How To: use your existing CSDL/MSL/SSDL files in the Entity Designer CTP2


Sanjay Nagamangalam who is the lead PM for the Entity Designer wrote up this great how-to for taking existing EF metadata files and bootstrapping them into the designer.  Thanks Sanjay!


How To: use your existing CSDL/MSL/SSDL files in the Entity Designer CTP2


 


The ADO.NET Entity Designer stores EF metadata artifacts (CSDL/MSL/SSDL content) in a  .edmx file along with designer data. The .edmx file basically has CSDL, MSL and SSDL content in separate XML elements. When the project is built, the EntityDeploy MSBUILD task extracts the CSDL/MSL/SSDL content from the .edmx file and places them in the project output directory or embeds them in the output assembly depending on the value of the “Metadata Artifact Processing” property set in the designer.


 


While we officially don’t support it, creating a .edmx file from your existing CSDL/MSL/SSDL files is pretty straight forward. Here’s how to do it:


 


Add an Empty Model to your project


1.       Start VS 2008 RTM


2.       Add a new Entity Data Model item to your project


3.       Specify a file name, choose “Empty Model” in the wizard and click Finish


4.       The designer add an empty model to the project and also open the .edmx file


5.       Close the designer and click “Yes” when prompted to save changes


 


Copy/paste contents of your existing CSDL/SSDL/MSL files into the .edmx file


1.        Right-click on the .edmx file in Solution Explorer and choose “Open with… XML Editor”


2.        Replace the highlighted text with the contents of your  existing CSDL file


    <!– CSDL content –>


    <edmx:ConceptualModels>


      <Schema


        xmlns=http://schemas.microsoft.com/ado/2006/04/edm


        Namespace=Model1


        Alias=Self


      >


        <EntityContainer Name=ModelContainer />


      </Schema>


    </edmx:ConceptualModels>


 


3.        Replace the highlighted text with the contents of your  existing SSDL file


    <!– SSDL content –>


    <edmx:StorageModels>


      <Schema


        xmlns=http://schemas.microsoft.com/ado/2006/04/edm/ssdl


        Namespace=Model1.Target


        Alias=Self


      >


        <EntityContainer Name=TargetContainer />


      </Schema>


    </edmx:StorageModels>


 


4.        Replace the highlighted text with the contents of your  existing MSL file


    <!– C-S mapping content –>


    <edmx:Mappings>


      <Mapping xmlns=urn:schemas-microsoft-com:windows:storage:mapping:CS


         Space=C-S


      >


        <Alias Key=Model Value=Model1/>


        <Alias Key=Target Value=Model1.Target/>


 


        <EntityContainerMapping


          CdmEntityContainer=ModelContainer


          StorageEntityContainer=TargetContainer>


        </EntityContainerMapping>


      </Mapping>


    </edmx:Mappings>


 


5.        Save and close the .edmx file


 


Fix up diagram layout


1.        Double-click the .edmx file in Solution Explorer to launch the designer


2.        Right-click on an empty area of the designer surface and choose “Diagram…Layout Diagram”


3.        Save and close the .edmx file


 


NOTE: manually edited .edmx files may not display in the designer if they have content not supported by the designer. These include Complex Types, TPC mapping, C-Side conditions, schema references (“using”), query views, defining queries, command text, unmapped abstract types, and multiple entity sets per type. Please refer to the ReadMe for more details.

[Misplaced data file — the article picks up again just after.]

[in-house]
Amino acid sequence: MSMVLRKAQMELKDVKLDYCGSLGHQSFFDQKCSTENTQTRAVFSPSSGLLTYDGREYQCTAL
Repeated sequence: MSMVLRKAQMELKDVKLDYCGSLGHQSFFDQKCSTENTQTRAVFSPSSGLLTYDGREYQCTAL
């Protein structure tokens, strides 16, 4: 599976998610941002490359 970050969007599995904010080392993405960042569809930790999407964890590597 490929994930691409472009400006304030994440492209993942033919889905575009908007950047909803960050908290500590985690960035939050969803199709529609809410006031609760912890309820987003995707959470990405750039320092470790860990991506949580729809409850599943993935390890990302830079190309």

Update App.Config before running your application


1.        Add an App.Config or a Web.Config file to your project if its missing


2.        Add an entry for the Entity Connection string to App.Config or Web.Config in the <connectionStrings> section and replace the highlighted portions as suggested below:


<configuration>


  <connectionStrings>


    <add name=[EntityContainer name from your CSDL file] connectionString=metadata=.\[filename of .edmx file].csdl|.\[filename of .edmx file].ssdl|.\[filename of .edmx file].msl;provider=System.Data.SqlClient;provider connection string=&quot;[insert your provider connection string here]&quot; providerName=System.Data.EntityClient />


  </connectionStrings>


</configuration>


 


3.        For example, the provider connection string to connect to the Northwind database on SQL Express on the local computer might look like this:


provider connection string=&quot;Data Source=.\sqlexpress;Initial Catalog=Northwind;Integrated Security=True;MultipleActiveResultSets=True&quot;


 


4.        Assuming the EF metadata artifacts are copied to the project output directory, here’s an example of what the full Entity Connection string might look like for Northwind on SQL Express on the local computer and the edmx file is called NorthwindModel.edmx:


<configuration>


  <connectionStrings>


    <add name=NorthwindEntities connectionString=metadata=.\NorthwindModel.csdl|.\NorthwindModel.ssdl|.\NorthwindModel.msl;provider=System.Data.SqlClient;provider connection string=&quot;Data Source=.\sqlexpress;Initial Catalog=Northwind;Integrated Security=True;MultipleActiveResultSets=True&quot; providerName=System.Data.EntityClient />


  </connectionStrings>


</configuration>


 


5.        Save and close App.Config


 

Comments (6)

  1. Sanjay Nagamangalam, the lead PM for the Entity Designer, has written up a great how-to for using existing

  2. The ADO.NET Entity Designer stores all its information in the EDMX file which merely encapsulates the

  3. The ADO.NET Entity Designer stores all its information in the EDMX file which merely encapsulates the

  4. I’ve had this article pending for a while; numerous folks wanted more information on this topic and I

  5. Harsha says:

    its a very good article dude, and for my project i automated this process and its working great !!!

    thanks a lot.